Lawsuit describes fight between U of M cancer researchers

Somewhere things went sour (UMN)

The Star Tribune reports  on a feud between two cancer scientists — University of Minnesota assistant professor Martina Bazzaro and her former junior researcher, Olga Issaenko.

Issaenko has filed a federal lawsuit against both her former boss and the U, saying they failed to give her credit for her research contributions.

The story describes a relationship so dysfunctional it led to a restraining order and a retraction in a science journal.

(Update: Issaenko has written me regarding problems she has with the original Star Tribune story. See her letter at the end.)

According to the Star Tribune:

Issaenko’s job was to help run the experiments and analyze the results, under Bazzaro’s supervision.

But within a few months, Issaenko says in her lawsuit, she started expanding and modifying experiments on her own initiative, with “little to no input” from her boss. She claims that Bazzaro refused to provide computer software and other support she needed to conduct the experiments. As a result, Issaenko says, she started borrowing equipment from other labs or working at home on the research, without Bazzaro’s knowledge.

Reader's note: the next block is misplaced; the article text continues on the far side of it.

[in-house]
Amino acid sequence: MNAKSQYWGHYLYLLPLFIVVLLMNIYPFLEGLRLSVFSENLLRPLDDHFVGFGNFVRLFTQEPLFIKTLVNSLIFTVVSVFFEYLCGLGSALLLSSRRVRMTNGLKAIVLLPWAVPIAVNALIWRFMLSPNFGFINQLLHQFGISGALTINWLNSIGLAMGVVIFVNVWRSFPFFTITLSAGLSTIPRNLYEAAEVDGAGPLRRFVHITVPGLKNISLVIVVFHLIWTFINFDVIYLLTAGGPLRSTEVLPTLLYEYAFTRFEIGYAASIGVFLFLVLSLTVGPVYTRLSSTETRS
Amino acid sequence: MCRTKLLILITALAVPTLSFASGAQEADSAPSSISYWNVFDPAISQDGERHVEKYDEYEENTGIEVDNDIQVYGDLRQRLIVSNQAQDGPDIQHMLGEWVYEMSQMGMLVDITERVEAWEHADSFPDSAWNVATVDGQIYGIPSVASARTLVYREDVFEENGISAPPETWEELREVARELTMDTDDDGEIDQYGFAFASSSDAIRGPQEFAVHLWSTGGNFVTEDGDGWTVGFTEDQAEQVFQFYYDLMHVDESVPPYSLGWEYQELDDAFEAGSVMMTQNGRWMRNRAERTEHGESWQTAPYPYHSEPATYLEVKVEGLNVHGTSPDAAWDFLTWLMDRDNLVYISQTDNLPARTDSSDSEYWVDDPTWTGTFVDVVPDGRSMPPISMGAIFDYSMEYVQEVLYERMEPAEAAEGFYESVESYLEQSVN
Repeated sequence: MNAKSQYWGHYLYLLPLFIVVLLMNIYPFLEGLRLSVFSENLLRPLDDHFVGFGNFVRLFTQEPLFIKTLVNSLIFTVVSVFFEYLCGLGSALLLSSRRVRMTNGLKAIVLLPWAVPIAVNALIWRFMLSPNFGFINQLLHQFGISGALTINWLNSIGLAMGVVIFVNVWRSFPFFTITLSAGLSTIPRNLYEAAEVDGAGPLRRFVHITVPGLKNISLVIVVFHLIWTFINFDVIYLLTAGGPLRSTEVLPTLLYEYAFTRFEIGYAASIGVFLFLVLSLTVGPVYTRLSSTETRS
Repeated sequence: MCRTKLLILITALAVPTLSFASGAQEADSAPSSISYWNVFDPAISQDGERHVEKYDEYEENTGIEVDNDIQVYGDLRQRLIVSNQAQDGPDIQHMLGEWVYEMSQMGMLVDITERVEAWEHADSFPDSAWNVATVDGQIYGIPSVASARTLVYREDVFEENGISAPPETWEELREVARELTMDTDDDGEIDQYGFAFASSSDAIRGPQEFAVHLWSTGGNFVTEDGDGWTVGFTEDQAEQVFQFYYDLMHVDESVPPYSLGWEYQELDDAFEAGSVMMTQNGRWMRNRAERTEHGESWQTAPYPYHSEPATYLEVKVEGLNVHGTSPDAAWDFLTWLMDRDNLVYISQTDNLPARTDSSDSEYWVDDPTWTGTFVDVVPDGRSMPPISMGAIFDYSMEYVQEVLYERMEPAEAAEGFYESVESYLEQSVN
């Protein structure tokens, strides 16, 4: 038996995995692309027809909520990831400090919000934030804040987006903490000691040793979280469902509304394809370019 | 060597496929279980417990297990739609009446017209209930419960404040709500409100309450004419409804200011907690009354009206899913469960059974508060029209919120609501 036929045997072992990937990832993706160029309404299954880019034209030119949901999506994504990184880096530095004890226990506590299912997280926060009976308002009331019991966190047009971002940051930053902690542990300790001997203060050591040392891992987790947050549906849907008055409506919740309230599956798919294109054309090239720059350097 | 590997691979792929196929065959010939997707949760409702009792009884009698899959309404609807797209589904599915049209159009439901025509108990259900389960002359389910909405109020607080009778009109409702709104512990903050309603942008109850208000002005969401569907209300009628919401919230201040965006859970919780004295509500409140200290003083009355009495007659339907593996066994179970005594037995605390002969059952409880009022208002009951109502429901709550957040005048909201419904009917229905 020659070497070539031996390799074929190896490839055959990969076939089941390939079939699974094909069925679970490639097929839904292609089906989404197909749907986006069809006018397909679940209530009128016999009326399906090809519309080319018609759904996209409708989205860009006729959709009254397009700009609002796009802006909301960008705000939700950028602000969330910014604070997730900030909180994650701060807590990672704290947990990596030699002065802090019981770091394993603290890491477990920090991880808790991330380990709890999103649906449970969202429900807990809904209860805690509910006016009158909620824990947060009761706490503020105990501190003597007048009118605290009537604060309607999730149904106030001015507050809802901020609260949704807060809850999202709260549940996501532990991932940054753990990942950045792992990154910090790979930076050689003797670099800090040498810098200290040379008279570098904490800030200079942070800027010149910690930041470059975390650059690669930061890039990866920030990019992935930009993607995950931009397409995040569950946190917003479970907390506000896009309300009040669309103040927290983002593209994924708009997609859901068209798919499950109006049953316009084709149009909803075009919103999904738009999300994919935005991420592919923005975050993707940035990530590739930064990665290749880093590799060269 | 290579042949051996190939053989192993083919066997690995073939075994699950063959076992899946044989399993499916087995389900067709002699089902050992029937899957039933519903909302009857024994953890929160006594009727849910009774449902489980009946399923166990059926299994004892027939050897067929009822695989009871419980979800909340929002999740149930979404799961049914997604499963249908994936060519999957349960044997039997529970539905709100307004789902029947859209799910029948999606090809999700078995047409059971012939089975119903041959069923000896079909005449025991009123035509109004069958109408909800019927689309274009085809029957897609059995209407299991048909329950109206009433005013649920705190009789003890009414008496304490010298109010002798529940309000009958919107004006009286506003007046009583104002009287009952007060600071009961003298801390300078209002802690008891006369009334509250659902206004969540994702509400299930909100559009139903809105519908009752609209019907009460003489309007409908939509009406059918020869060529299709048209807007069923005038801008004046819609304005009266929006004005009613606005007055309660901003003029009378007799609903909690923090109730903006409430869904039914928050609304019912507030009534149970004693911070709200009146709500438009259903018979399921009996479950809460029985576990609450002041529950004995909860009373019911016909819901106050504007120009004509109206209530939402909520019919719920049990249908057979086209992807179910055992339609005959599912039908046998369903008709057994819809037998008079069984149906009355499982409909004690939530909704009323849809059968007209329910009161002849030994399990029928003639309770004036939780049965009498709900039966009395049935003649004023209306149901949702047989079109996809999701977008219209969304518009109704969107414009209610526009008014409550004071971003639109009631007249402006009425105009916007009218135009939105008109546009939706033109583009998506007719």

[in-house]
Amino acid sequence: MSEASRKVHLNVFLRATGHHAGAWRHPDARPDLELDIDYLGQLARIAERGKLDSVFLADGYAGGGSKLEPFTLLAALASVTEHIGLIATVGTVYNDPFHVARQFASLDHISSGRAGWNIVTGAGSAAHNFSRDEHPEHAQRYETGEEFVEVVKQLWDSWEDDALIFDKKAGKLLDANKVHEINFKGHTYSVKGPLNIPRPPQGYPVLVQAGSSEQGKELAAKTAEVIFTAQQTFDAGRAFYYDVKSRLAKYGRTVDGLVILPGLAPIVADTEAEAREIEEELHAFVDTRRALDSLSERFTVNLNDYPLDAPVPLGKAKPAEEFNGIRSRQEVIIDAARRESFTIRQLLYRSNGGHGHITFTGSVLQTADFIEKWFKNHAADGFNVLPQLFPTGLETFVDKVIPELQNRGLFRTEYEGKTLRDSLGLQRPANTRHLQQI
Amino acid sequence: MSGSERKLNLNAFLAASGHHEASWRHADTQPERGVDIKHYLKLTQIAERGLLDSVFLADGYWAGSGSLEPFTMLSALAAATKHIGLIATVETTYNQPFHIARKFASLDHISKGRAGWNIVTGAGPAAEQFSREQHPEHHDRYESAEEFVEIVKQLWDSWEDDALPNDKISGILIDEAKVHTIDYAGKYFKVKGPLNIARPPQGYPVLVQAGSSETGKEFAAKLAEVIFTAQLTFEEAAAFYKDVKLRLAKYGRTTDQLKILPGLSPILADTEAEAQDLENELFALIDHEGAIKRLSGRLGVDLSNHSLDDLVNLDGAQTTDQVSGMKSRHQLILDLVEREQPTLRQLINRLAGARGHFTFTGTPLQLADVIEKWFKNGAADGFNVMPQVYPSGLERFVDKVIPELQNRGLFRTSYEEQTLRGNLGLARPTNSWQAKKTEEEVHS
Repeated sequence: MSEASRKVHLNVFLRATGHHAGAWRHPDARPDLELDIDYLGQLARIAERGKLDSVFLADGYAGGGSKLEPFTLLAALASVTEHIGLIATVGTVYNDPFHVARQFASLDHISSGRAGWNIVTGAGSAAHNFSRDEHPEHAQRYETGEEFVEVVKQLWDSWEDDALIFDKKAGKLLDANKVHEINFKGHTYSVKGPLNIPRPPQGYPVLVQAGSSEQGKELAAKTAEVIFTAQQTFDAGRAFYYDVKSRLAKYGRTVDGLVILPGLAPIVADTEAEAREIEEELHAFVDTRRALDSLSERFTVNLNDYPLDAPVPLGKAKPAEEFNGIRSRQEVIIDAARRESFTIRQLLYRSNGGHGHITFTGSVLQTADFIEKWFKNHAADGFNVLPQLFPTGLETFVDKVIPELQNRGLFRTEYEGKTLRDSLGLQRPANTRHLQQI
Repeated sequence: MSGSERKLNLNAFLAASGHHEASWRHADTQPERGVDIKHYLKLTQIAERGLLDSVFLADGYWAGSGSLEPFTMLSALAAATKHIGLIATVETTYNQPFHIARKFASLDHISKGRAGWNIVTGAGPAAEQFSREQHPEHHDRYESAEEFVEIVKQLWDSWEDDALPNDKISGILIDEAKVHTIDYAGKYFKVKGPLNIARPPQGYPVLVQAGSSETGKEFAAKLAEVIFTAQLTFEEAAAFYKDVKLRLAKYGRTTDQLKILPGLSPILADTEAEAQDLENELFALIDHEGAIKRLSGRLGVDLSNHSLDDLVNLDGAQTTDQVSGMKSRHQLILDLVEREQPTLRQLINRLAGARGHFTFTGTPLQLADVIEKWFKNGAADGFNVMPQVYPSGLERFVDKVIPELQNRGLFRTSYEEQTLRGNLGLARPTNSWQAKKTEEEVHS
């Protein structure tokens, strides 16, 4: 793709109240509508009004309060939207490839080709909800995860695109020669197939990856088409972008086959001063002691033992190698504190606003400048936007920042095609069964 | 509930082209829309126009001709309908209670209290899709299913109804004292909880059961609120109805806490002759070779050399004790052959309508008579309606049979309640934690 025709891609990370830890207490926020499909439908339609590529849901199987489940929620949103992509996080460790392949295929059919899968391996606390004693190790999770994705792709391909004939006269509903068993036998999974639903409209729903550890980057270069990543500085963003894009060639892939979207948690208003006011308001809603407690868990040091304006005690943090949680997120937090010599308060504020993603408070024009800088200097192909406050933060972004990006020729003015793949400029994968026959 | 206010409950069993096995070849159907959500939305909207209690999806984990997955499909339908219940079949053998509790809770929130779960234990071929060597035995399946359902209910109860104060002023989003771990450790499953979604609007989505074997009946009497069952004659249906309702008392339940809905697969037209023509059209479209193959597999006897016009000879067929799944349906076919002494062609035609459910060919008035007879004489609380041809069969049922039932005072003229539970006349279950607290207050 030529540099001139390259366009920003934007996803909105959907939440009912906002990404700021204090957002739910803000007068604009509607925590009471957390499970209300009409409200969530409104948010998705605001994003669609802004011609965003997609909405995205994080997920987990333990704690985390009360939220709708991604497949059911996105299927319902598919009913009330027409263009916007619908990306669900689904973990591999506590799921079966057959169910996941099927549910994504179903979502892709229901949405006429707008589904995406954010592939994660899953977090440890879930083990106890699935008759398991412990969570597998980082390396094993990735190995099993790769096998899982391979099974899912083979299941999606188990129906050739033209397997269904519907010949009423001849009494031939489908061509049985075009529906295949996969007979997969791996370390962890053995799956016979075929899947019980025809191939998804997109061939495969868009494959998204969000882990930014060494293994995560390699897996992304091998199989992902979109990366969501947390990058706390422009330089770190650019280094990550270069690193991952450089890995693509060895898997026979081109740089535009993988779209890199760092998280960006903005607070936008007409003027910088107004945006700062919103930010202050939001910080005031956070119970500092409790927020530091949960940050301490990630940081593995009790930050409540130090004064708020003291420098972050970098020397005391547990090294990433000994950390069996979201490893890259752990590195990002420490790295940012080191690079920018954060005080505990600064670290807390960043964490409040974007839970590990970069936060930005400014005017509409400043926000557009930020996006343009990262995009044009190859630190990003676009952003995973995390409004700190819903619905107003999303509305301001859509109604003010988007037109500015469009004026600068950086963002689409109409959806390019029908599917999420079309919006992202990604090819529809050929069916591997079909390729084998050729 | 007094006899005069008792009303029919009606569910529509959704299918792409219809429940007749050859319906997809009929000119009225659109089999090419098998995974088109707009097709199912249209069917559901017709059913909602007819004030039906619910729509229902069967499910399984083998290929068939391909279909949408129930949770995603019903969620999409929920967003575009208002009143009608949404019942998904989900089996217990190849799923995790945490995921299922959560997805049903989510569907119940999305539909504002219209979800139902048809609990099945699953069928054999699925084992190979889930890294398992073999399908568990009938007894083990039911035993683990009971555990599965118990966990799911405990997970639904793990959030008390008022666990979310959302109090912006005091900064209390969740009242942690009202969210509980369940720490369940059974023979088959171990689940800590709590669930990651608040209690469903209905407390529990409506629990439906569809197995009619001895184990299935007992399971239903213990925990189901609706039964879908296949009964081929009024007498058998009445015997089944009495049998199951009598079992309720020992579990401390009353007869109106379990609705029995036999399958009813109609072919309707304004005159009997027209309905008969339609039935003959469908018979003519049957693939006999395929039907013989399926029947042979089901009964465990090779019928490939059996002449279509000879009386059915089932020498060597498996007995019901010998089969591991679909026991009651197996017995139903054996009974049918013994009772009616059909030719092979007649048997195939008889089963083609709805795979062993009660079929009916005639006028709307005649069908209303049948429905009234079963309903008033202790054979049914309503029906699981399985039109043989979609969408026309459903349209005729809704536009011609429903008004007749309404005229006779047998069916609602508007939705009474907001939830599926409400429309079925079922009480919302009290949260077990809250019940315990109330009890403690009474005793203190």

It went downhill from there.

Here’s the [edited] note I received this afternoon from Issaenko:

Dear Mr. Friedrich,

I read your post http://blogs.mprnews.org/oncampus/2014/01/lawsuit-describes-fight-between-u-of-m-cancer-researchers/ and I understand that the StarTribune article is confusing and misleading. But it is apparent that with your post it is now not only being [retweeted] but also being re-twisted.

Just a few examples:

(i)The “junior scientist” type of position requires bachelor degree only; I have a PhD degree; over 15 years of professional experience; and my position at that time was a Scientist; (ii) Your  post claims the lawsuit is about the credit for my research whereas it is an Intellectual Property/copyright infringement lawsuit. … (iii) Your post claims my article in Cell Cycle was retracted; whereas it was not.

Thank you for your consideration of my kind offer to correct the misrepresentations with your post as soon as possible.

Sincerely,

Olga A Issaenko, PhD